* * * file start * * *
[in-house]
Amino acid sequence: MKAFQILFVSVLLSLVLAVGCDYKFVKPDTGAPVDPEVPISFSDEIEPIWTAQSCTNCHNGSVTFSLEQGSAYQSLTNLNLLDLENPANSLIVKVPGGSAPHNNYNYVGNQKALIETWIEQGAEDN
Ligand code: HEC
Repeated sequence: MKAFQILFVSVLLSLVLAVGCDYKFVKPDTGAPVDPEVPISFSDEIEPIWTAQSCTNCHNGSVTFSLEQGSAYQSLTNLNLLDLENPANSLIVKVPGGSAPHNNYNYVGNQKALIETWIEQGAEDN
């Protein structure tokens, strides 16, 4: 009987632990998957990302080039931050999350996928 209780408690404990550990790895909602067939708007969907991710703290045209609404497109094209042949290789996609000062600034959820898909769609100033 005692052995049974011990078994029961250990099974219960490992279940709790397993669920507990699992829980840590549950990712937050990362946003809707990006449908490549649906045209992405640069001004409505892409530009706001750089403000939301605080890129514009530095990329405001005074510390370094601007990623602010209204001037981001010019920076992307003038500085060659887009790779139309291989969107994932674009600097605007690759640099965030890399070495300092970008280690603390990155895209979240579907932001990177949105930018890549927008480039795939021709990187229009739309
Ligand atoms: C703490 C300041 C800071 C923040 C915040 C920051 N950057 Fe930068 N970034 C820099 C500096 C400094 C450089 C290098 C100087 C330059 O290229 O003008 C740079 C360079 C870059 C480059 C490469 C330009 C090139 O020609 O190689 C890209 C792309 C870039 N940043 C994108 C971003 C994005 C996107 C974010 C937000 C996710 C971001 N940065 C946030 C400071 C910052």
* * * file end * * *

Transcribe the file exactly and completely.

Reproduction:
[in-house]
Amino acid sequence: MKAFQILFVSVLLSLVLAVGCDYKFVKPDTGAPVDPEVPISFSDEIEPIWTAQSCTNCHNGSVTFSLEQGSAYQSLTNLNLLDLENPANSLIVKVPGGSAPHNNYNYVGNQKALIETWIEQGAEDN
Ligand code: HEC
Repeated sequence: MKAFQILFVSVLLSLVLAVGCDYKFVKPDTGAPVDPEVPISFSDEIEPIWTAQSCTNCHNGSVTFSLEQGSAYQSLTNLNLLDLENPANSLIVKVPGGSAPHNNYNYVGNQKALIETWIEQGAEDN
């Protein structure tokens, strides 16, 4: 009987632990998957990302080039931050999350996928 209780408690404990550990790895909602067939708007969907991710703290045209609404497109094209042949290789996609000062600034959820898909769609100033 005692052995049974011990078994029961250990099974219960490992279940709790397993669920507990699992829980840590549950990712937050990362946003809707990006449908490549649906045209992405640069001004409505892409530009706001750089403000939301605080890129514009530095990329405001005074510390370094601007990623602010209204001037981001010019920076992307003038500085060659887009790779139309291989969107994932674009600097605007690759640099965030890399070495300092970008280690603390990155895209979240579907932001990177949105930018890549927008480039795939021709990187229009739309
Ligand atoms: C703490 C300041 C800071 C923040 C915040 C920051 N950057 Fe930068 N970034 C820099 C500096 C400094 C450089 C290098 C100087 C330059 O290229 O003008 C740079 C360079 C870059 C480059 C490469 C330009 C090139 O020609 O190689 C890209 C792309 C870039 N940043 C994108 C971003 C994005 C996107 C974010 C937000 C996710 C971001 N940065 C946030 C400071 C910052």